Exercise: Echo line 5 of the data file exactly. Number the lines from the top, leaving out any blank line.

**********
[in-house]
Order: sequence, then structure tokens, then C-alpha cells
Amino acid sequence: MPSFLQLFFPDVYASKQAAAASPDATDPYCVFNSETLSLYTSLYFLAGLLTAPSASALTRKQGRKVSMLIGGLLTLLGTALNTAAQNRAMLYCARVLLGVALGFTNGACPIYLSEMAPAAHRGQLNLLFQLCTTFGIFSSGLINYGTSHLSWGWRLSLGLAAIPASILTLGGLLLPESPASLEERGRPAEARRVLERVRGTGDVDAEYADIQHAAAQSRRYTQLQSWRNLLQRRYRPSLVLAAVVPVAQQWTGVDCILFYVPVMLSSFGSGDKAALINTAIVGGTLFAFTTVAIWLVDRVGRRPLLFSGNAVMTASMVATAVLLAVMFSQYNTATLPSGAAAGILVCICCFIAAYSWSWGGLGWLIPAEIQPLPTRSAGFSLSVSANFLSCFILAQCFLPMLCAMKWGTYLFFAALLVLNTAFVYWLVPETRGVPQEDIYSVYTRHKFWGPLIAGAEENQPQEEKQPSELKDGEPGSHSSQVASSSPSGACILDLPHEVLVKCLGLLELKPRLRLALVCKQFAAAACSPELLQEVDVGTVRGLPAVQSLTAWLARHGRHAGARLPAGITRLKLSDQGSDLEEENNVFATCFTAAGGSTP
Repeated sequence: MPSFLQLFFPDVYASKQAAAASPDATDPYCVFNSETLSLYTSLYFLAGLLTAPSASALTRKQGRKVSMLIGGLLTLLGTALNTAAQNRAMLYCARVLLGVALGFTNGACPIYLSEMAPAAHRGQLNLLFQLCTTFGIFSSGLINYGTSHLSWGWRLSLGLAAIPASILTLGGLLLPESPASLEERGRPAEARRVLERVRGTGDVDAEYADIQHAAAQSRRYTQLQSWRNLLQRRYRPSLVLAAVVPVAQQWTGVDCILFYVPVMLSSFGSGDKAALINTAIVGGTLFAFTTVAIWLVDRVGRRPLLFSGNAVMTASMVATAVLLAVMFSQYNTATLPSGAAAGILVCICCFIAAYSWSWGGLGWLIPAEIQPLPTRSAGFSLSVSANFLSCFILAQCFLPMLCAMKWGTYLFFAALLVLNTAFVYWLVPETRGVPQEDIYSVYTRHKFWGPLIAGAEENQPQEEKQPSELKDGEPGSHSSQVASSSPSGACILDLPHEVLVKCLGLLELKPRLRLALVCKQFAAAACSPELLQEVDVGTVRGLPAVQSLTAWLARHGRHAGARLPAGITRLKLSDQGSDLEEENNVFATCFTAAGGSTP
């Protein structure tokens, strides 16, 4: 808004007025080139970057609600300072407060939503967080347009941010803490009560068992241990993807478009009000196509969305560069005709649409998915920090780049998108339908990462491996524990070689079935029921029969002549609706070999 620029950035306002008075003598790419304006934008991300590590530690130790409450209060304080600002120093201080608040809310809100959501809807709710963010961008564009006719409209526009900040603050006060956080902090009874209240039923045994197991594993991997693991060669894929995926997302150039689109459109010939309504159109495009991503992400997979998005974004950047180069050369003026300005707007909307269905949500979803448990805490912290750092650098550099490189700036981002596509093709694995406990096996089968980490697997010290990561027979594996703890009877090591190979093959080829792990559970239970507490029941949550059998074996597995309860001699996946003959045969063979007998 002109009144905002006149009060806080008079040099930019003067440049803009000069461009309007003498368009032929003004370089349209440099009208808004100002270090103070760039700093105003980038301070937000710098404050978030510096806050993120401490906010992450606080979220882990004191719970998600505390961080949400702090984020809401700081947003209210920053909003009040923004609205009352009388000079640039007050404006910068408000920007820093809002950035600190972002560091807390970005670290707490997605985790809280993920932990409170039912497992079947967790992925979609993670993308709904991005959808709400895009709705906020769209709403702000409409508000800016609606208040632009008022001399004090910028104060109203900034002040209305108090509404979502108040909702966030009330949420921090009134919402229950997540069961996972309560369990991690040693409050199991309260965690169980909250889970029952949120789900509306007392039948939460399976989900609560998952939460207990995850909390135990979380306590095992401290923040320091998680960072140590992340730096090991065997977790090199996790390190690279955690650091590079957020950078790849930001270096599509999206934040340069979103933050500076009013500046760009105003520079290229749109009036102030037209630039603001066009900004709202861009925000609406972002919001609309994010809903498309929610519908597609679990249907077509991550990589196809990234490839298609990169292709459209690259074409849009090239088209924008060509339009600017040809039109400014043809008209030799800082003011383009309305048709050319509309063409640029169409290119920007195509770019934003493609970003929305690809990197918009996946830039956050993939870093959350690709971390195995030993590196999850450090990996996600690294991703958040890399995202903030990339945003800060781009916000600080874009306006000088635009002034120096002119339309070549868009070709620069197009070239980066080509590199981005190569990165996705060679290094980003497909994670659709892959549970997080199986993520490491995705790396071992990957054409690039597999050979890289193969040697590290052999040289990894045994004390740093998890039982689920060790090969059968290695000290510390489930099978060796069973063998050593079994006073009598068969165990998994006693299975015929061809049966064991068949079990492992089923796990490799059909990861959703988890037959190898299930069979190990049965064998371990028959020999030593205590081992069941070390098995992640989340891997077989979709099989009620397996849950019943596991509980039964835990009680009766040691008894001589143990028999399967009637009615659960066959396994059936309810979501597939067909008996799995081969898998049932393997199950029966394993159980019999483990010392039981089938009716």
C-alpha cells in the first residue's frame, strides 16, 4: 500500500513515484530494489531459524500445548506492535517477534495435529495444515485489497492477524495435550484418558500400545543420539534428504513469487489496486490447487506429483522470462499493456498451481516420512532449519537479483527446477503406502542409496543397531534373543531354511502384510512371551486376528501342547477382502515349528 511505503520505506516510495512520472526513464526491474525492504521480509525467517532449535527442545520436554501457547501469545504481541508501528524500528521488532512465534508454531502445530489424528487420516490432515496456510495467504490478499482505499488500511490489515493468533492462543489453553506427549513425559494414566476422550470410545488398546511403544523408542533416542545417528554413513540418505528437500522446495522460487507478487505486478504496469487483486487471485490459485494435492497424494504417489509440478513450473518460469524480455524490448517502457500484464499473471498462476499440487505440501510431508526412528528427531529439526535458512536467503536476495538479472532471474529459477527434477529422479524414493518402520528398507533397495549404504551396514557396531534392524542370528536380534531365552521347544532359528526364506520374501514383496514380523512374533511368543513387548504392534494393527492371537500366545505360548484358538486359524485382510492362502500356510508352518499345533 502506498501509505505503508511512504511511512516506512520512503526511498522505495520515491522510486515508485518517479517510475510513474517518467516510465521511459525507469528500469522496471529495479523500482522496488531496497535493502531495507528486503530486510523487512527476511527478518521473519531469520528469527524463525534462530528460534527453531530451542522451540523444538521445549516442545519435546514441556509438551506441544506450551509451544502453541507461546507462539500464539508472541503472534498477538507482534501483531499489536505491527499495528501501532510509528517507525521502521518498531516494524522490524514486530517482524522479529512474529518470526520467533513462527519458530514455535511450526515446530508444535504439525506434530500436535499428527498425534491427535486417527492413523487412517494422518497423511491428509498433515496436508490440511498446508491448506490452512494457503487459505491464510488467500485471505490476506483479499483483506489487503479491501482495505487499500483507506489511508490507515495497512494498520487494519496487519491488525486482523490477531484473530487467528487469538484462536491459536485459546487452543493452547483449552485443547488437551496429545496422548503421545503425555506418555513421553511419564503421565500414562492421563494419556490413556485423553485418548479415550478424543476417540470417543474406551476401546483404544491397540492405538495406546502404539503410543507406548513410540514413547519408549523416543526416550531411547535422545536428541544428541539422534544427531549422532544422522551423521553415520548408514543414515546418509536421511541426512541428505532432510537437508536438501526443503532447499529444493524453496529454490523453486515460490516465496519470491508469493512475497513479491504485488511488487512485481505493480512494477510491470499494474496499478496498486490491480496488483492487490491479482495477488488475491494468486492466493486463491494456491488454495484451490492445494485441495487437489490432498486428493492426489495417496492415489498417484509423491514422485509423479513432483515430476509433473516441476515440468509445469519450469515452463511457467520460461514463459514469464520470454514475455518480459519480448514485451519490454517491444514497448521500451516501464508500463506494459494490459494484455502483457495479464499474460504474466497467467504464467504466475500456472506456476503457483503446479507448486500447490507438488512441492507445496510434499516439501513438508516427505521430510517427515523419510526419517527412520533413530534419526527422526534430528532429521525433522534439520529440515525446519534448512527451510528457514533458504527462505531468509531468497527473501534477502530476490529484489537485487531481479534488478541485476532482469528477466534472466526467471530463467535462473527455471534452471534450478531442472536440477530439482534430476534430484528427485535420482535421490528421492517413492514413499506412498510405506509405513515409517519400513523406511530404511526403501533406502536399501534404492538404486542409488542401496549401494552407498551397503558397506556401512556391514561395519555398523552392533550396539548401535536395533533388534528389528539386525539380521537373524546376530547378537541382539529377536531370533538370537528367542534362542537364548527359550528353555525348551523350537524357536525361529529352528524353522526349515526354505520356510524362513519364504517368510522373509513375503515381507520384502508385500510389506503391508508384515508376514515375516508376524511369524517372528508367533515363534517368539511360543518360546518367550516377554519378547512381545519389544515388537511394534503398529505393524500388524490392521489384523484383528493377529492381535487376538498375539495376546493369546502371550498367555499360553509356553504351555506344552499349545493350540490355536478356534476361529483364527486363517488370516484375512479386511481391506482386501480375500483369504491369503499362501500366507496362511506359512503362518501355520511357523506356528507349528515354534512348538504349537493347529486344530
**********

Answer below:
């Protein structure tokens, strides 16, 4: 808004007025080139970057609600300072407060939503967080347009941010803490009560068992241990993807478009009000196509969305560069005709649409998915920090780049998108339908990462491996524990070689079935029921029969002549609706070999 620029950035306002008075003598790419304006934008991300590590530690130790409450209060304080600002120093201080608040809310809100959501809807709710963010961008564009006719409209526009900040603050006060956080902090009874209240039923045994197991594993991997693991060669894929995926997302150039689109459109010939309504159109495009991503992400997979998005974004950047180069050369003026300005707007909307269905949500979803448990805490912290750092650098550099490189700036981002596509093709694995406990096996089968980490697997010290990561027979594996703890009877090591190979093959080829792990559970239970507490029941949550059998074996597995309860001699996946003959045969063979007998 002109009144905002006149009060806080008079040099930019003067440049803009000069461009309007003498368009032929003004370089349209440099009208808004100002270090103070760039700093105003980038301070937000710098404050978030510096806050993120401490906010992450606080979220882990004191719970998600505390961080949400702090984020809401700081947003209210920053909003009040923004609205009352009388000079640039007050404006910068408000920007820093809002950035600190972002560091807390970005670290707490997605985790809280993920932990409170039912497992079947967790992925979609993670993308709904991005959808709400895009709705906020769209709403702000409409508000800016609606208040632009008022001399004090910028104060109203900034002040209305108090509404979502108040909702966030009330949420921090009134919402229950997540069961996972309560369990991690040693409050199991309260965690169980909250889970029952949120789900509306007392039948939460399976989900609560998952939460207990995850909390135990979380306590095992401290923040320091998680960072140590992340730096090991065997977790090199996790390190690279955690650091590079957020950078790849930001270096599509999206934040340069979103933050500076009013500046760009105003520079290229749109009036102030037209630039603001066009900004709202861009925000609406972002919001609309994010809903498309929610519908597609679990249907077509991550990589196809990234490839298609990169292709459209690259074409849009090239088209924008060509339009600017040809039109400014043809008209030799800082003011383009309305048709050319509309063409640029169409290119920007195509770019934003493609970003929305690809990197918009996946830039956050993939870093959350690709971390195995030993590196999850450090990996996600690294991703958040890399995202903030990339945003800060781009916000600080874009306006000088635009002034120096002119339309070549868009070709620069197009070239980066080509590199981005190569990165996705060679290094980003497909994670659709892959549970997080199986993520490491995705790396071992990957054409690039597999050979890289193969040697590290052999040289990894045994004390740093998890039982689920060790090969059968290695000290510390489930099978060796069973063998050593079994006073009598068969165990998994006693299975015929061809049966064991068949079990492992089923796990490799059909990861959703988890037959190898299930069979190990049965064998371990028959020999030593205590081992069941070390098995992640989340891997077989979709099989009620397996849950019943596991509980039964835990009680009766040691008894001589143990028999399967009637009615659960066959396994059936309810979501597939067909008996799995081969898998049932393997199950029966394993159980019999483990010392039981089938009716």